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Film Review: Blue Jasmine

Quite watchable but flawed, this mash-up of occasional Woody Allen-esque humor with weightier drama ripped from headlines and psychiatric cases reaches high for its Madoff-inspired concept but doesn’t quite hold altitude.

July 23, 2013

-By Doris Toumarkine


filmjournal/photos/stylus/1381718-Blue_Jasmine_Md.jpg

For movie details, please click here.

After the fluff of his two most recent films ( To Rome With Love and Midnight in Paris), serial filmmaker Woody Allen gets down and darker stateside with Blue Jasmine. Allen, often imaginative with his concepts, also takes a rare detour onto the Big Idea/What If exit, as in what if a mentally damaged, snobby and forever-lying Park Avenue woman (more than shades of Ruth Madoff here) is forced to seek post-scandal refuge with her working-class Frisco sister who bags groceries and loser boyfriends?

Once again, Allen corrals an impeccable cast and often delicious scenery to ease this uneven journey for filmgoers. Loyal Allen fans, also lured by the plot’s Madoff angle, will be onboard.

The spine of this poor little former nouveau riche girl tale is the downward spiral of vodka-swilling, pill-popping Jasmine (Cate Blanchett, chewing up nearly every frame). She’s a chatty, neurotic former New York society woman who moves in with sister Ginger (Sally Hawkins), who is living her own challenged life in a cramped San Francisco walk-up where she sometimes cares for the two dull boys she had with ex-husband and former handyman/furniture mover Augie (Andrew Dice Clay).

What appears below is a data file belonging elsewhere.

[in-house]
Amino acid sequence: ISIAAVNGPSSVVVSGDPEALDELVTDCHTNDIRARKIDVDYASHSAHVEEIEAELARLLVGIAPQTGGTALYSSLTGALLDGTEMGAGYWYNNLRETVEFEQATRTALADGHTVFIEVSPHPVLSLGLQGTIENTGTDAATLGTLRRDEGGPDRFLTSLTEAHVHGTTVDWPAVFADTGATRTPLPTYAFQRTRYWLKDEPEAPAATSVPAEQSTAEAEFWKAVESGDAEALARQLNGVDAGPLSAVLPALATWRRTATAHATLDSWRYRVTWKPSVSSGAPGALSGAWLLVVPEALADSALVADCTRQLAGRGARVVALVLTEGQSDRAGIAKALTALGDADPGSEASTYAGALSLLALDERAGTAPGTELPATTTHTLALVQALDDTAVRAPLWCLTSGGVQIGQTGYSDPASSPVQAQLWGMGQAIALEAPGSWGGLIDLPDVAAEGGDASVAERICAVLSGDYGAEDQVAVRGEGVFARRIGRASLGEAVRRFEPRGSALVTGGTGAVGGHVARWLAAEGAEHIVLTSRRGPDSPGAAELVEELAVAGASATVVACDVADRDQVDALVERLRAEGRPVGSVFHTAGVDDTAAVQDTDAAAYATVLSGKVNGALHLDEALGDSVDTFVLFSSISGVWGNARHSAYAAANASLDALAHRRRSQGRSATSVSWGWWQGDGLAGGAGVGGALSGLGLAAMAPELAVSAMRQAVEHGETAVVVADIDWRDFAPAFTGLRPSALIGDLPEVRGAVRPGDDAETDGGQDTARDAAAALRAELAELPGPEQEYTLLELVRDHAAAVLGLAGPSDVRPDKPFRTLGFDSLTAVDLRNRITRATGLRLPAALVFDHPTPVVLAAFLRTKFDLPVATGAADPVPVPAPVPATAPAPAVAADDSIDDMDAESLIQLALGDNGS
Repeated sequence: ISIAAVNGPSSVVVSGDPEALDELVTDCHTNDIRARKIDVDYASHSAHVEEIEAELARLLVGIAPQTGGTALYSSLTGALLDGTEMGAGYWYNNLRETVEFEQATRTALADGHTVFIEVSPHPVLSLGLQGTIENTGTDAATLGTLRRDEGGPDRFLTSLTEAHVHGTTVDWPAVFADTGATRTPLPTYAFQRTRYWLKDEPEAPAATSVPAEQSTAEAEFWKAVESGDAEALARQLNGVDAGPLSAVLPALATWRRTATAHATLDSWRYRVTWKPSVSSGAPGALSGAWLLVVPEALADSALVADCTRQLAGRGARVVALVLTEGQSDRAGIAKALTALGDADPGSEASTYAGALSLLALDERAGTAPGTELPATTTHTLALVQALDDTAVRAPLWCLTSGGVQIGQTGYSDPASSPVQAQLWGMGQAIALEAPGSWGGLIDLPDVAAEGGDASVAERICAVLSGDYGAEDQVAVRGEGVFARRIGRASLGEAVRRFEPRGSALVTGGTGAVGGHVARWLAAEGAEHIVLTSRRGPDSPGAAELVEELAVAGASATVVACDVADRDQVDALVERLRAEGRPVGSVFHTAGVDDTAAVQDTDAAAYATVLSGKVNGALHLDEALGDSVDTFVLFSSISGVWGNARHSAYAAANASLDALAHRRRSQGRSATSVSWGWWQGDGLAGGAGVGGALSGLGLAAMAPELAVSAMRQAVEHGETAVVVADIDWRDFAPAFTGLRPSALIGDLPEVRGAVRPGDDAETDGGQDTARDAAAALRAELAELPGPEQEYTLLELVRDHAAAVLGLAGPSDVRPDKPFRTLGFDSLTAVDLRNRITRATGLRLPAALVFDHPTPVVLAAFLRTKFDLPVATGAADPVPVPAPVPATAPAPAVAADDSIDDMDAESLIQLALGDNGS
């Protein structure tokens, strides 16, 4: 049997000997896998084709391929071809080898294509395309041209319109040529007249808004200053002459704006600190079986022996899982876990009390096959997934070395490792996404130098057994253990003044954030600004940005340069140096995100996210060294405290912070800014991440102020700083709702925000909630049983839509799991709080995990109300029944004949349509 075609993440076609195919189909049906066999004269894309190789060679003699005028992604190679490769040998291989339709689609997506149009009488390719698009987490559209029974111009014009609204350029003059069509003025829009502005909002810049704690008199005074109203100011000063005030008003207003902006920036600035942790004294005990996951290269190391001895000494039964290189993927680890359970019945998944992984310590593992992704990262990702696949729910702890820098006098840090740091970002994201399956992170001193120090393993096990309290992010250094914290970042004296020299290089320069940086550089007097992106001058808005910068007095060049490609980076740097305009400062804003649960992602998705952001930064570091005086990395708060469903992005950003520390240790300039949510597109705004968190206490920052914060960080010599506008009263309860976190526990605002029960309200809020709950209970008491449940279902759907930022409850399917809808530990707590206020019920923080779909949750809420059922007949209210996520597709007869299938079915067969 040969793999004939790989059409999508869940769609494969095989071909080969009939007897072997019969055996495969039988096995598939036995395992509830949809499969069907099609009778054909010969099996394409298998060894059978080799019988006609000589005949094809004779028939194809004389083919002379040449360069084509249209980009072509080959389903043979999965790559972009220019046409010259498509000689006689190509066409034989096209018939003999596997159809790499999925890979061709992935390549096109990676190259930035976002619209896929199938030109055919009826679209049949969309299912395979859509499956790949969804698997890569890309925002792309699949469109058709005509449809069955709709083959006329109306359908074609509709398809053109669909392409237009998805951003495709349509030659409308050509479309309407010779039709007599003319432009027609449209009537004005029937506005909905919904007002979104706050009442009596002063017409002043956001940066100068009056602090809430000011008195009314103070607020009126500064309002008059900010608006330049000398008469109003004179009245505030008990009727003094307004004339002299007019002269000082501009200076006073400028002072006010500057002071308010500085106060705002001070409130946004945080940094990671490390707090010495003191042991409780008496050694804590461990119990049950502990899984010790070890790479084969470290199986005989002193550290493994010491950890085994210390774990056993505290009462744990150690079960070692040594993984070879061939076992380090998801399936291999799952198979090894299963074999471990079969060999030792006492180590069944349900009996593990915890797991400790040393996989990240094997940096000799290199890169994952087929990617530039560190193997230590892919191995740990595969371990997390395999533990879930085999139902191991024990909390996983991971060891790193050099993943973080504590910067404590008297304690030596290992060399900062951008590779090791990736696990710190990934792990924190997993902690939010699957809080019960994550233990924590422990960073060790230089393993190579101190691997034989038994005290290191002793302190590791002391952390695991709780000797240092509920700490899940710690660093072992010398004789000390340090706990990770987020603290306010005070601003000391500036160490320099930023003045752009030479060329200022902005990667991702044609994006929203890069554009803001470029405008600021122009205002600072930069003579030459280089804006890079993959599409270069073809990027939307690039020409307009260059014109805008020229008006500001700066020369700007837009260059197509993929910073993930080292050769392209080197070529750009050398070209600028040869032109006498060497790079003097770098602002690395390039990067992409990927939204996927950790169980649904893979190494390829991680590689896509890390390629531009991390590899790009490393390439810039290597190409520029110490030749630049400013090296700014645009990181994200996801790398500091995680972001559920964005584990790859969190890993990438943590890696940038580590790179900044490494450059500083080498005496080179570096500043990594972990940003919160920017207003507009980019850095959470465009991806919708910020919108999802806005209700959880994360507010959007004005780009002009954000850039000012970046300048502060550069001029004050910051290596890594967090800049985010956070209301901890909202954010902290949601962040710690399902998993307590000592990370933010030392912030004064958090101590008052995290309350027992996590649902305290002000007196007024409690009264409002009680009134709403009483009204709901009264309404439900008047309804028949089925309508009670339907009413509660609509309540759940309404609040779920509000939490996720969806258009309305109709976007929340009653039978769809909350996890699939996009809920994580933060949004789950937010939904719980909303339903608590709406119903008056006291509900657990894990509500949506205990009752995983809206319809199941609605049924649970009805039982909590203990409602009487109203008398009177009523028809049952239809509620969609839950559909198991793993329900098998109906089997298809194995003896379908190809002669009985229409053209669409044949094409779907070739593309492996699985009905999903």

By way of incidental remarks and recourse to copious flashbacks, Allen fills in the many details that have led to Jasmine’s sorry state. Decades ago, she was a Boston University anthropology major dropout who met future husband Hal (Alec Baldwin) in Martha’s Vineyard. He was an ultra-rich wheeler-dealer Bernie Madoff-type with whom Jasmine spent many years living the high life in gorgeous Manhattan apartments and Hamptons houses. Hers was a constant routine of high-end shopping, fancy lunches and dinners, charity benefits, and serving on committees—the whole package the wealthy (and the usual Allen characters) enjoy.

And Hal, too, of course. When not doing illicit deals and scamming people, he buys horses, plays polo, collects classic cars, takes expensive trips and dallies with endless mistresses. On a nice family note, he and Jasmine have a son, Danny (Alden Ehrenreich), who matriculates at Harvard.